14 Nov 2023

How cats communicate with humans: Nights expert Dr Julia de Bres

From Nights, 9:15 pm on 14 November 2023
A black and white cat stares down the camera.

Photo: Manja Vitolic / Unsplash

Is your cat trying to tell you something? Quite probably, researchers say, but you might not be paying enough attention to understand what they mean.

Massey University sociolinguist and self-declared cat person Dr Julia de Bres tells Nights that Dutch researchers have found that cats use their body (eyes, tail, ears) as well as voice (meowing, purring) to achieve their goals.

Five researchers studied interactions between two specific humans - one of the researchers and her husband - and a cat called Salma. de Bres explains that they applied a framework that's usually used to analyse human communication.

"What they claim in the article was that the cat is acting as what in linguistics we would call a didactic agent, which involves using its body to point the human interlocutor to the door when it wants to go out, into the food bowl when it's hungry. So it's, it's pointing, using its ears, its gaze and its paws."

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What this shows is that the cat is able to focus the humans' attention on a common object as a proxy for what they want to happen, de Bres says.

"So pointing to the bowl really means 'I need some food' or pointing to that door handle means they want to go outside. So this is a kind of thing that humans also do. And it's got these interspecies communication elements, but also they think it's interesting, because of the way it involves looking at what they call embodied communication, which is how we use our bodies to communicate with each other beyond using our words."

While this might seem pretty obvious, de Bres says shows how science is so good at "finding the beauty in the everyday".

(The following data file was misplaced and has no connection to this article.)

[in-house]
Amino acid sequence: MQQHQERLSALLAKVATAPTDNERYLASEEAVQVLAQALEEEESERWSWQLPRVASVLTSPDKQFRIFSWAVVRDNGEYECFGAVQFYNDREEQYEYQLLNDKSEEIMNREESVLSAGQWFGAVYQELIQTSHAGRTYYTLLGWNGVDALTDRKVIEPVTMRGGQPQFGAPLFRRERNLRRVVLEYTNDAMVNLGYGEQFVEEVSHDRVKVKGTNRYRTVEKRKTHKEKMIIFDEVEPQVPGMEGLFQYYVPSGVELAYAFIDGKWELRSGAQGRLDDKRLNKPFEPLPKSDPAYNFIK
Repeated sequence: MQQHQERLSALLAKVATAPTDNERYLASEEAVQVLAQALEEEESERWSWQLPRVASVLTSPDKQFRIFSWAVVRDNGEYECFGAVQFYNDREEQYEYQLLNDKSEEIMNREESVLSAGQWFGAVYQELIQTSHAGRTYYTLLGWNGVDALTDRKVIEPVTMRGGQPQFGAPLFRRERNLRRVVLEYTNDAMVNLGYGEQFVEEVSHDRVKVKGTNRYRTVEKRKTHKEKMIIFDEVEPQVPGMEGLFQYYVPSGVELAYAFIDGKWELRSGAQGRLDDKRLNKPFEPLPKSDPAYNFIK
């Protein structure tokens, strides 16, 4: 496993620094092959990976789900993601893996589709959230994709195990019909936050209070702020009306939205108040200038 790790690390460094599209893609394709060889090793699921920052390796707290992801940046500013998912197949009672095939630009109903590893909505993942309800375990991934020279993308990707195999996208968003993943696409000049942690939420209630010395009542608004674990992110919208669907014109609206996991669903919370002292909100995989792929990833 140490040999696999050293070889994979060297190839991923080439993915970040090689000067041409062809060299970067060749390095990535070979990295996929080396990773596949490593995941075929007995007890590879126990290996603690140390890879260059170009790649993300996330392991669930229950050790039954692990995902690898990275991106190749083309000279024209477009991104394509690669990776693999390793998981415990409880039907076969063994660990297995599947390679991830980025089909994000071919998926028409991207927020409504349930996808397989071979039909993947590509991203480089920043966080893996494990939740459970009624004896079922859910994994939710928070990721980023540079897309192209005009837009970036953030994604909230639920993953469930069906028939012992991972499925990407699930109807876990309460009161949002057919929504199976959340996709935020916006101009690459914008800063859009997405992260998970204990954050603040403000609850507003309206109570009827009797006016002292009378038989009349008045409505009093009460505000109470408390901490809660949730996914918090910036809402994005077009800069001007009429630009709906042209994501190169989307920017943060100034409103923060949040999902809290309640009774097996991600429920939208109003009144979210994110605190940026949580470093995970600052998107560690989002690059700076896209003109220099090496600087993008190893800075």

A cat being offered a morsel of food

Do cats communicate better than we give them credit for? Photo: Piotr Musiol / Unsplash

It's also part of a broader trend in linguistics focusing on 'animal turn' in (socio) linguistics which is the investigation of non-human animal languages and/or human interactions with animals.

"What they're arguing for is is a need an urgent need to investigate non-human animal languages or human interactions with animals," de Bres says.

"And they make a point that I think's interesting when they say that there's this assumption within linguistics that the way that humans communicate is profoundly and significantly different from the way in which other animals communicate and implicitly that it's better.

"But the question is, why do we privilege this idea of verbal communication, because there's lots of ways to communicate that don't involve necessarily speaking.

"My partner is autistic and like many autistic people, they have a spiritual connection to animals. And I've really noticed that that they seem to be able to understand and communicate with animals in a way that I can't."

There's something to be learned from these different communication styles, de Bres says.

"I'm probably still learning... trying to think about how that animal feels, what they want, and what they want to communicate without necessarily assuming it from a human perspective."